I'm going to go out on a limb and say in an "offensive smackdown", Herring could take far more casualties than Gervais and probably has. (I can only hope that Richard Herring, who has spent most of his career offending someone somewhere, calls his next Edinburgh show "The Humourless PC Brigadier"). I cannot speak for Herring, but my take on it, based on their long and heated exchange, polluted with noise from the barracking fans on both sides, is that Herring couldn't give a toss about who's offended. But while he knows that offence itself is fairly harmless, the marginalisation of vulnerable members of society always starts with language but often ends with victimisation, isolation, bullying and violence.
As a card-carrying member of the charity Scope, Herring has a dog in this fight and has spoken up, but been wildly misunderstood. (It's the same reason I dislike Frankie Boyle's joke about Katie Price's son wanting to rape her and Morgana's portrayal of a boy with learning difficulties being cruel to animals - a joke is the quickest way to disseminate an idea - and if you're the disabled kid, life is tough enough without others shouting out "Do you want to fuck your mum, mong-boy?" or "Don't let the retard touch the hamster - she'll flush it down the loo." I love Chris Lilly's Down's Syndrome character in Summer Heights High partly because it's played by an actor with Down's who's in on the joke and largely because it's the teacher who's the butt of the joke. Ironically this edgy but intelligently negotiated storyline owes a lot to The Office in its treatment of a difficult subject.)
There is no doubt in my mind that the last thing that Ricky Gervais would want is a child with Down's Syndrome to be called a "mong" and whatever bullying might escalate from the use of the word in the playground. But if the word is still imbued with that meaning - and I have to say that as an urban comedian, it's still the first thing I think of when I hear it - then popularising it and its attendant face pulling, is very likely to end there. And right there is the difference between shock humour or "reclaiming language" gags between you and a handful of your liberal, ironic, like-minded friends (or when thoughtfully explored in a sitcom or film) - and the same joke between you and 500 000 of your closest Twitter followers. I'll be honest and say that if every word said by my social circle were recorded and edited, it would be possible to make any of us sound like Prince Philip on the World Tour of Wrong.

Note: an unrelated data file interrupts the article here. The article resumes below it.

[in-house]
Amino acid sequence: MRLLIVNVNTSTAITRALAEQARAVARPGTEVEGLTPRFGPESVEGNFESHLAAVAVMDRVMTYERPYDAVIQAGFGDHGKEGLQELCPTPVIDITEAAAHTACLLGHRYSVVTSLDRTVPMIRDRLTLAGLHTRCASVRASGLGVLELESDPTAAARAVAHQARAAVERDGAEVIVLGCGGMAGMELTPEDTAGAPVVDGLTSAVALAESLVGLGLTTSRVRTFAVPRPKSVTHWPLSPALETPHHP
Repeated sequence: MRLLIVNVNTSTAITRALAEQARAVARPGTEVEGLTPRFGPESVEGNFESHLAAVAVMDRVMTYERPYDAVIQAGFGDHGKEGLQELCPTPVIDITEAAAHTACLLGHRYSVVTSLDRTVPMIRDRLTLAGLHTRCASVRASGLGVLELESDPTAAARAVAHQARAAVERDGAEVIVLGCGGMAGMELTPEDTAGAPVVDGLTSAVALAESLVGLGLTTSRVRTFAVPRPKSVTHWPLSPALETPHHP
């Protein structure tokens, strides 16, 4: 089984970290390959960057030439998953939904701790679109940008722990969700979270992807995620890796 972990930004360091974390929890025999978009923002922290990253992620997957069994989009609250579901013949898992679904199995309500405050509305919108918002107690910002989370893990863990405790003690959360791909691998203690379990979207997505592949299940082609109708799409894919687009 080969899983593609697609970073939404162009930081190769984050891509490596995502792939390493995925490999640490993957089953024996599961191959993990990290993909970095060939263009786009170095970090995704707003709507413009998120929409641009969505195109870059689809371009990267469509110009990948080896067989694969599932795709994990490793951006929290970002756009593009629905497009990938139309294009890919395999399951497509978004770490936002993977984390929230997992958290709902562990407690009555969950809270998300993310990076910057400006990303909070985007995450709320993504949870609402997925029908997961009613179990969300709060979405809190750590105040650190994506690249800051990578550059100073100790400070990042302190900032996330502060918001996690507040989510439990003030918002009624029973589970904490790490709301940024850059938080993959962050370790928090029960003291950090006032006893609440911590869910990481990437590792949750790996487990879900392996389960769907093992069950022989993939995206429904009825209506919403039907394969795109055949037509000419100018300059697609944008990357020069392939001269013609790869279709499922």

But those same people would not publish those sentences on the internet. Why not? Because playing to the audience in my living room where there's a mutual expectation of a cast-iron acceptance of others regardless of sexual preference, gender or race - and therefore engaging in some fairly puerile humour on the subject - is different from putting it on the internet for almost half a million followers to see. Some might say that's hypocritical, but I disagree. It plays right into the Carrollian argument about context and meaning. Ricky Gervais can say with a fair amount of certainty that anyone who knows him, will understand his meaning if he casually uses the word "mong" or "bender". But @rickygervais cannot possibly know what his almost half a million followers will think or do. Nor can he control how they use the word if he popularises it. Chances are, that while most of his followers are delightful, empathetic people, some of them will be unpleasant, unfeeling or marginalised themselves and use @rickygervais' mong-revival to taunt a vulnerable member of society. In short - as every comedian knows from talking to audience members after gigs - just because they're a fan, doesn't mean they get you.